Each normal human sperm cell spells out sexual destiny by carrying either an X or a Y chromosome. But when these cells contain an extra sex chromosome or any other chromosome, called an autosome, the sperm's progeny can suffer myriad health problems, including mental retardation, congenital malformations, and behavioral abnormalities.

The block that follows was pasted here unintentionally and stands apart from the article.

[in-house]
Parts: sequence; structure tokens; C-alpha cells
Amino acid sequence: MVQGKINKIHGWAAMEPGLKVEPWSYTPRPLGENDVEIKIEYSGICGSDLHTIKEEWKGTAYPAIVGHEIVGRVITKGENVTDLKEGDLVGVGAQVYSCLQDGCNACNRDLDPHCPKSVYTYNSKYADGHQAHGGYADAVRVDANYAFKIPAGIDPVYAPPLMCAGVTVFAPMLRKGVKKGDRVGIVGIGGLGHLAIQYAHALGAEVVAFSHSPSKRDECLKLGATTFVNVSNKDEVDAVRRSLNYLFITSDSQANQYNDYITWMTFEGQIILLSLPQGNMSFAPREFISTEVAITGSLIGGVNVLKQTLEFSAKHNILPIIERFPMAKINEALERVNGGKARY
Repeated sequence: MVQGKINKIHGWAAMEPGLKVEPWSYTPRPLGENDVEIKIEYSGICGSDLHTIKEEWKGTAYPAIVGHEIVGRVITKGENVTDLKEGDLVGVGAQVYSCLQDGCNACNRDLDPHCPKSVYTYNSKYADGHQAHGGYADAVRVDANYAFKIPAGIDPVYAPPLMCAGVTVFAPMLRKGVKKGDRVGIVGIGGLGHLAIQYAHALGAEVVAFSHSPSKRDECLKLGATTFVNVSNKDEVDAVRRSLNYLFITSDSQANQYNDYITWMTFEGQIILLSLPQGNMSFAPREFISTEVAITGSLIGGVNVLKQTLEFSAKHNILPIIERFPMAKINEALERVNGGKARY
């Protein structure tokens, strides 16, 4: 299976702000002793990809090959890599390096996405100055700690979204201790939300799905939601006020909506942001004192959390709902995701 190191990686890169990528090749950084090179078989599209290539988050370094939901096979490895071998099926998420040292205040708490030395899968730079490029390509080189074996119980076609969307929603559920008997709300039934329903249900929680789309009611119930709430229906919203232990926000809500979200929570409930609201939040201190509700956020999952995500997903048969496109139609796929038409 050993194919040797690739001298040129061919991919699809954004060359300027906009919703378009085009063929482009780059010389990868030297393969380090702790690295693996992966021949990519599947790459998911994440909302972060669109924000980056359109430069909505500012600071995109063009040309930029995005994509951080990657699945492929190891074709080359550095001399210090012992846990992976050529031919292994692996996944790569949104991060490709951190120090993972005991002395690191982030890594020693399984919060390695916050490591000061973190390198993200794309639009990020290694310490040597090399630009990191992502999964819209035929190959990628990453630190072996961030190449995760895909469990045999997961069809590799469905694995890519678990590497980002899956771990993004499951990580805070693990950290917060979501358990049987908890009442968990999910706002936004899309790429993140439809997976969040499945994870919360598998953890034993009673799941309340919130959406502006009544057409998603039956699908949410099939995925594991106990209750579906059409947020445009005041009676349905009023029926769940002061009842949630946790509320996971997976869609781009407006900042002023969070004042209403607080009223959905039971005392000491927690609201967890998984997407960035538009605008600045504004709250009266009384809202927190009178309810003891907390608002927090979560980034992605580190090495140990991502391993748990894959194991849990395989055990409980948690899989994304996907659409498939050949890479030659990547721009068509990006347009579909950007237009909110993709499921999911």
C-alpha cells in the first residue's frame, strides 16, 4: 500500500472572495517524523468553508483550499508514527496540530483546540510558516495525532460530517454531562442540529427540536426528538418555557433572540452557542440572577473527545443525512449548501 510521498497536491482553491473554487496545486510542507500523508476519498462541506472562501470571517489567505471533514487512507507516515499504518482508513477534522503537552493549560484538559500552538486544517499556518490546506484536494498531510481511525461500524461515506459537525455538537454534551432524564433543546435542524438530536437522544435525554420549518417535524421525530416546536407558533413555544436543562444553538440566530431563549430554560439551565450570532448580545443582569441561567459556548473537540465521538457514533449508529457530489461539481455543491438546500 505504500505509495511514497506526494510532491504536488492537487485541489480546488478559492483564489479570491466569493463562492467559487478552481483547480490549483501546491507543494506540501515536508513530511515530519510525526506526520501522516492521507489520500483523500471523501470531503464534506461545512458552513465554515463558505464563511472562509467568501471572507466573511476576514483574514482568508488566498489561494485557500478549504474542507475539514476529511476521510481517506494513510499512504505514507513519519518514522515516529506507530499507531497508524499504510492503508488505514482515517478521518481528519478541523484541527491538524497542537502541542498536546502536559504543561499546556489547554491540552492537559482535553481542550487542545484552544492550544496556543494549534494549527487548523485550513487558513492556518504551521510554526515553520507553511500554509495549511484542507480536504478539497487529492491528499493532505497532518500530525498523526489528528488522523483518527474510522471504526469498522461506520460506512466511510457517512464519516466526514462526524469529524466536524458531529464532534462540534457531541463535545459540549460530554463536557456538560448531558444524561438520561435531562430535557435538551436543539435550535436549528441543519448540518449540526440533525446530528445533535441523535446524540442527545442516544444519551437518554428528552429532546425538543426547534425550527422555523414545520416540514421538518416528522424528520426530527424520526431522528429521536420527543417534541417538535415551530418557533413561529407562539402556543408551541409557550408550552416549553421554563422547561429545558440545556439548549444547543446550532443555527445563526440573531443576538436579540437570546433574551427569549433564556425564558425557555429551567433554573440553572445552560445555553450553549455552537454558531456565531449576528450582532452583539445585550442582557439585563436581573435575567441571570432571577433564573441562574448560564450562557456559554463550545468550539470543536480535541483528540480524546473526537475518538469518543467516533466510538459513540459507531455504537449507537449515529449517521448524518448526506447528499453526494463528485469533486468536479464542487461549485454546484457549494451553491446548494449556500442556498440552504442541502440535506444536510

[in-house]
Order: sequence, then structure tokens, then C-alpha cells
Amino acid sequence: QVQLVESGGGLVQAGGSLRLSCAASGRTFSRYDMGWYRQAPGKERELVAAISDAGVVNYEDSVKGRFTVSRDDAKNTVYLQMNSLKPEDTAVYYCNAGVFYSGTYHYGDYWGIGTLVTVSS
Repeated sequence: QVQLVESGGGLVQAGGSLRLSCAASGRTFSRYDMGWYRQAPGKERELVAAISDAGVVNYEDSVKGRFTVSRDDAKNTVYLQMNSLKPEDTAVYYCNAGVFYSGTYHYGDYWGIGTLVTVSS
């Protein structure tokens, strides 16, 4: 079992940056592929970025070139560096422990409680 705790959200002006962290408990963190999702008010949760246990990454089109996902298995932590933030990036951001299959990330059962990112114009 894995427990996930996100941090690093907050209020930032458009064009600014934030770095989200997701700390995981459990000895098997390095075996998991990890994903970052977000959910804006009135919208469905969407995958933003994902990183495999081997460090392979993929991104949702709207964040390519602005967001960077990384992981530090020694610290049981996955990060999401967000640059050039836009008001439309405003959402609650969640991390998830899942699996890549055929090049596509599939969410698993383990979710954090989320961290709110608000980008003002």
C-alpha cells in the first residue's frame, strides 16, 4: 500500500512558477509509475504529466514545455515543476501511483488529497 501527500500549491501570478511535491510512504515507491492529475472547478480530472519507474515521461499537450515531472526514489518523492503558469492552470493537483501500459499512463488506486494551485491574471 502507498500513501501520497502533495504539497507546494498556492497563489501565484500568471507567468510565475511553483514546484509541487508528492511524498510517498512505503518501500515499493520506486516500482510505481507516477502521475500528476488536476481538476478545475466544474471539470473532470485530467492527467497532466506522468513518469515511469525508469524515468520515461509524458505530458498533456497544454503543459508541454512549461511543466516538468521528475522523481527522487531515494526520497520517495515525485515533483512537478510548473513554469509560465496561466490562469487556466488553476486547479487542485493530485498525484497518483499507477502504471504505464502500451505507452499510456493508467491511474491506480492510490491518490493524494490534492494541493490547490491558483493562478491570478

Building on a technique that uses a flourescent dye to "light up" pieces of human DNA, scientists at Lawrence Livermore National Laboratory in Livermore, Calif., can now quickly and reliably illuminate these extra chromosomes and thus identify men at risk for conceiving children with health problems. The new technique was developed to track malformations in chromosomes as cells divide. But researchers hope that the ability to pinpoint the presence of extra chromosomes in sperm will give them a tool to study external factors, such as smoking or exposure to drugs, that could cause mutations. "Now we can determine whether those things we worry about are really the problem," says medical biophysicist Andrew J. Wyrobek at Lawrence Livermore. Ultimately, the technique may make it possible to screen men for abnormal sperm cells.